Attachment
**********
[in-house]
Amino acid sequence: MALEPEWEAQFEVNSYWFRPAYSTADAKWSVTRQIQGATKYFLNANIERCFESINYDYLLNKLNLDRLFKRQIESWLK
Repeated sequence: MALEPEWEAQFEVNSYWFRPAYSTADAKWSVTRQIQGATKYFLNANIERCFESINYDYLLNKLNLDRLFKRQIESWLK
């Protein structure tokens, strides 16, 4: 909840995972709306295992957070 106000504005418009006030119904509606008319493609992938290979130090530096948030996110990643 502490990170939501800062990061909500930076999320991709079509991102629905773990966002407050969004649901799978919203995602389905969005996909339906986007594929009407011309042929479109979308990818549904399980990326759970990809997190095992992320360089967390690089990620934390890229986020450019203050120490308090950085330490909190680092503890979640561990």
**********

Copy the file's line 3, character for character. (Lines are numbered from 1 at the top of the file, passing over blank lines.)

Repeated sequence: MALEPEWEAQFEVNSYWFRPAYSTADAKWSVTRQIQGATKYFLNANIERCFESINYDYLLNKLNLDRLFKRQIESWLK